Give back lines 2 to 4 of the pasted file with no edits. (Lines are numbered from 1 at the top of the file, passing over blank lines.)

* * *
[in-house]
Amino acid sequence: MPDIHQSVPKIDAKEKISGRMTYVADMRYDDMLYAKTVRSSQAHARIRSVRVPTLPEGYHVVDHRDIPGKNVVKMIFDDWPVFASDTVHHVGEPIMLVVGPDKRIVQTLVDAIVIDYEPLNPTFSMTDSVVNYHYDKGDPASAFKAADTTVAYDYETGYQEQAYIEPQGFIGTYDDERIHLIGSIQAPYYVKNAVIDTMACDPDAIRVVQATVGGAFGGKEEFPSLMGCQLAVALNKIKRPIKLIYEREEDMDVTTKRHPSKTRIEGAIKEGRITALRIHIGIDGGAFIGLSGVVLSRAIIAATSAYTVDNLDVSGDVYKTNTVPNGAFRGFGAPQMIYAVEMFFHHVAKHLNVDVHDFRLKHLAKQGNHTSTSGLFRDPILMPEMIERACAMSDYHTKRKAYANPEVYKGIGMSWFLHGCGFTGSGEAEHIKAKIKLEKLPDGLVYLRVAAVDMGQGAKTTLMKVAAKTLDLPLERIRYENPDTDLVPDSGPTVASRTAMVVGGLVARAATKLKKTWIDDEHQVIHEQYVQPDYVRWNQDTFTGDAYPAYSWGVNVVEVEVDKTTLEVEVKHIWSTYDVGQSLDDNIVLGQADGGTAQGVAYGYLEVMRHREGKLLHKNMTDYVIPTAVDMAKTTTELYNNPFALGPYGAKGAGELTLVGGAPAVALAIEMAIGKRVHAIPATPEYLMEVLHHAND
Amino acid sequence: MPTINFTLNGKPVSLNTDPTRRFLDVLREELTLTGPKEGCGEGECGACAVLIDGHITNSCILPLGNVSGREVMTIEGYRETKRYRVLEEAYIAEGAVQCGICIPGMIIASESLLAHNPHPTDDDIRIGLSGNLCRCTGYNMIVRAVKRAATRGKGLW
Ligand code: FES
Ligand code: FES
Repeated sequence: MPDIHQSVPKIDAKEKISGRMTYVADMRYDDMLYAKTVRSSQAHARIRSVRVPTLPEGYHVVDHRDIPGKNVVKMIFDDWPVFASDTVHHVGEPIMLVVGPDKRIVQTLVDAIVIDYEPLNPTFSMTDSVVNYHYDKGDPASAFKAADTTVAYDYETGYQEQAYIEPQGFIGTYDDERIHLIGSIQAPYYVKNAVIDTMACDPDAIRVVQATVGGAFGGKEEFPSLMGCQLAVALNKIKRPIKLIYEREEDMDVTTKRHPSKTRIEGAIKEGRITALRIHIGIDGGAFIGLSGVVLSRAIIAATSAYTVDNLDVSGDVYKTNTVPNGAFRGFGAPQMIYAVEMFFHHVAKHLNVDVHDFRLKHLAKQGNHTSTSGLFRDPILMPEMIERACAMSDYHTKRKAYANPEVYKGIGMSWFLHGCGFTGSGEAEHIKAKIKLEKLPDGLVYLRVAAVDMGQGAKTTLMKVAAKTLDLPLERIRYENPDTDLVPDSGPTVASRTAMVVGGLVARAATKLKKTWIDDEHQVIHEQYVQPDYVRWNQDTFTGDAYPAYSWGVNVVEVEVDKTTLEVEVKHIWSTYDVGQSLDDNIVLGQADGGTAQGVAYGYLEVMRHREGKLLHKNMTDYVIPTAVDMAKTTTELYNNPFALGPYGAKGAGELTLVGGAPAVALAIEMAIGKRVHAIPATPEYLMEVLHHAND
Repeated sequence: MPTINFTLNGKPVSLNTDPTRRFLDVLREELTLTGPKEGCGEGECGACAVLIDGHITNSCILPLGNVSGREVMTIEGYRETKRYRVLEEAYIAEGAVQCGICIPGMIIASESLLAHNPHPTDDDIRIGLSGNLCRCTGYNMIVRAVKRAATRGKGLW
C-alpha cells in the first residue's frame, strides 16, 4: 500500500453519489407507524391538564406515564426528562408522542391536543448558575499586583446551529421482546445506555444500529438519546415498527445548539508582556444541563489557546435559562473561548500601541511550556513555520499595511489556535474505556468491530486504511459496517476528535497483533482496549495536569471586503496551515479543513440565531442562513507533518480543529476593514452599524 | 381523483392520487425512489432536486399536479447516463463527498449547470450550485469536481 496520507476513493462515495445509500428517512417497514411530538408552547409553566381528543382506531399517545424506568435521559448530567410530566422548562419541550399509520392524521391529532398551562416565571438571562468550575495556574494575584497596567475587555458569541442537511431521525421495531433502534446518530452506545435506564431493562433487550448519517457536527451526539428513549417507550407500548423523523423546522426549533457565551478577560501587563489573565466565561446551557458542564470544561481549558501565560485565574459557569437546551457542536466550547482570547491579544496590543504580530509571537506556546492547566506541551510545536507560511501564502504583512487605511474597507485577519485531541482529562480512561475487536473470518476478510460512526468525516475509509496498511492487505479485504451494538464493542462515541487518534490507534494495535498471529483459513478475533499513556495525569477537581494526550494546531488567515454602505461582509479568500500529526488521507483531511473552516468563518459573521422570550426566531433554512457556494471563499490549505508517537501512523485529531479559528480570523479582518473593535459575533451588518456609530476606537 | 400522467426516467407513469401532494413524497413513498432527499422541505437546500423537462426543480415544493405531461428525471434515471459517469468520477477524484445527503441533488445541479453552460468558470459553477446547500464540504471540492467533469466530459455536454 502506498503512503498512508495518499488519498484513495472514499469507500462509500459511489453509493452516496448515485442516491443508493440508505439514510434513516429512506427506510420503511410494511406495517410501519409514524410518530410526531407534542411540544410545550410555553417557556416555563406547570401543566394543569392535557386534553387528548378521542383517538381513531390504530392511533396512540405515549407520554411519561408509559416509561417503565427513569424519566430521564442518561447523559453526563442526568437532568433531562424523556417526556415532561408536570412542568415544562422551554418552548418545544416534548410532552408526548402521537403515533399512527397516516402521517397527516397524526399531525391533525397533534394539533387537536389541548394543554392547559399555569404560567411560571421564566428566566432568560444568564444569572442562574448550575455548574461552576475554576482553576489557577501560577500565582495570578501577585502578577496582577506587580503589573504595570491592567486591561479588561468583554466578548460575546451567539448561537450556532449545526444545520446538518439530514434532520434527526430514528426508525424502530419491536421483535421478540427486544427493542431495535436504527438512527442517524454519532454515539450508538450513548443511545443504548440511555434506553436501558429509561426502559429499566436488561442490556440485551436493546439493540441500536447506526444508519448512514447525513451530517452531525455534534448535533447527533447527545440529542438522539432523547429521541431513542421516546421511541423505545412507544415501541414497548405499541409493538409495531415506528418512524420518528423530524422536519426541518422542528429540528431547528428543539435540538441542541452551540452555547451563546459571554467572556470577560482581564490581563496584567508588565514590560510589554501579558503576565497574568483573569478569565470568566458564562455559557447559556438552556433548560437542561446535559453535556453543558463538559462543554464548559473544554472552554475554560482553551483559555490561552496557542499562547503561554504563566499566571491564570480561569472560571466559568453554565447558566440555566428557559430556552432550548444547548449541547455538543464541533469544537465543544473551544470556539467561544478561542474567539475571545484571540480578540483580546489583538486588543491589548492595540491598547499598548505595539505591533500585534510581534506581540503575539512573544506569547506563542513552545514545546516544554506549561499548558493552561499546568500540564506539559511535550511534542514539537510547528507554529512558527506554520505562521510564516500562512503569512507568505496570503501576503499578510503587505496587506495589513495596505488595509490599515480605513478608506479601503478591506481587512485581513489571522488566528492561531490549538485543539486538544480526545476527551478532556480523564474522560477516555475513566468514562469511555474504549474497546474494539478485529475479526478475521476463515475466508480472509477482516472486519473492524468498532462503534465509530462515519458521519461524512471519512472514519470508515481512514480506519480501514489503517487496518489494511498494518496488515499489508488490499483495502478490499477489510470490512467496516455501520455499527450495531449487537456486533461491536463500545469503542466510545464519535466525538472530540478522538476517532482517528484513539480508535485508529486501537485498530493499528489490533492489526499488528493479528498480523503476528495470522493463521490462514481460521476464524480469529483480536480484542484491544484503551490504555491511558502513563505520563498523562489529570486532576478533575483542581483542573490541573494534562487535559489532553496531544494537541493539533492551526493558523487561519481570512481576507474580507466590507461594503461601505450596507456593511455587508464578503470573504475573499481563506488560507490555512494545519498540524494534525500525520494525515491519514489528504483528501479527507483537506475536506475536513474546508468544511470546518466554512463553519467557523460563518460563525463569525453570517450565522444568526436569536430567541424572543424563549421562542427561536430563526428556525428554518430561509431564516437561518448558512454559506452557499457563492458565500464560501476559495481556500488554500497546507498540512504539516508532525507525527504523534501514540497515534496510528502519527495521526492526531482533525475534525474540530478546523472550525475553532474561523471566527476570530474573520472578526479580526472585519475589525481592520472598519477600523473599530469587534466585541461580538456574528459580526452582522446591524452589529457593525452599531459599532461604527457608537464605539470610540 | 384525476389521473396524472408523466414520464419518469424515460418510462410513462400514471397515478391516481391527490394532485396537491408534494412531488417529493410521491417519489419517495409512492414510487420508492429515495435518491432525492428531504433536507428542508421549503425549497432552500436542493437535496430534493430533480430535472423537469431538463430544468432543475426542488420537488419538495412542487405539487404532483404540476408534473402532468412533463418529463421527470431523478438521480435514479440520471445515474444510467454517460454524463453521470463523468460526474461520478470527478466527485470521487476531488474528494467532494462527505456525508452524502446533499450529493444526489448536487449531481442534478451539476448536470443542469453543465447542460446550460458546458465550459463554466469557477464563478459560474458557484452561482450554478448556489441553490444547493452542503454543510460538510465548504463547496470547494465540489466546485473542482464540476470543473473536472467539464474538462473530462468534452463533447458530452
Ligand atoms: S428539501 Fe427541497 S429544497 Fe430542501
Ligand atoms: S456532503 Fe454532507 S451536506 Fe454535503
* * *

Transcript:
Amino acid sequence: MPDIHQSVPKIDAKEKISGRMTYVADMRYDDMLYAKTVRSSQAHARIRSVRVPTLPEGYHVVDHRDIPGKNVVKMIFDDWPVFASDTVHHVGEPIMLVVGPDKRIVQTLVDAIVIDYEPLNPTFSMTDSVVNYHYDKGDPASAFKAADTTVAYDYETGYQEQAYIEPQGFIGTYDDERIHLIGSIQAPYYVKNAVIDTMACDPDAIRVVQATVGGAFGGKEEFPSLMGCQLAVALNKIKRPIKLIYEREEDMDVTTKRHPSKTRIEGAIKEGRITALRIHIGIDGGAFIGLSGVVLSRAIIAATSAYTVDNLDVSGDVYKTNTVPNGAFRGFGAPQMIYAVEMFFHHVAKHLNVDVHDFRLKHLAKQGNHTSTSGLFRDPILMPEMIERACAMSDYHTKRKAYANPEVYKGIGMSWFLHGCGFTGSGEAEHIKAKIKLEKLPDGLVYLRVAAVDMGQGAKTTLMKVAAKTLDLPLERIRYENPDTDLVPDSGPTVASRTAMVVGGLVARAATKLKKTWIDDEHQVIHEQYVQPDYVRWNQDTFTGDAYPAYSWGVNVVEVEVDKTTLEVEVKHIWSTYDVGQSLDDNIVLGQADGGTAQGVAYGYLEVMRHREGKLLHKNMTDYVIPTAVDMAKTTTELYNNPFALGPYGAKGAGELTLVGGAPAVALAIEMAIGKRVHAIPATPEYLMEVLHHAND
Amino acid sequence: MPTINFTLNGKPVSLNTDPTRRFLDVLREELTLTGPKEGCGEGECGACAVLIDGHITNSCILPLGNVSGREVMTIEGYRETKRYRVLEEAYIAEGAVQCGICIPGMIIASESLLAHNPHPTDDDIRIGLSGNLCRCTGYNMIVRAVKRAATRGKGLW
Ligand code: FES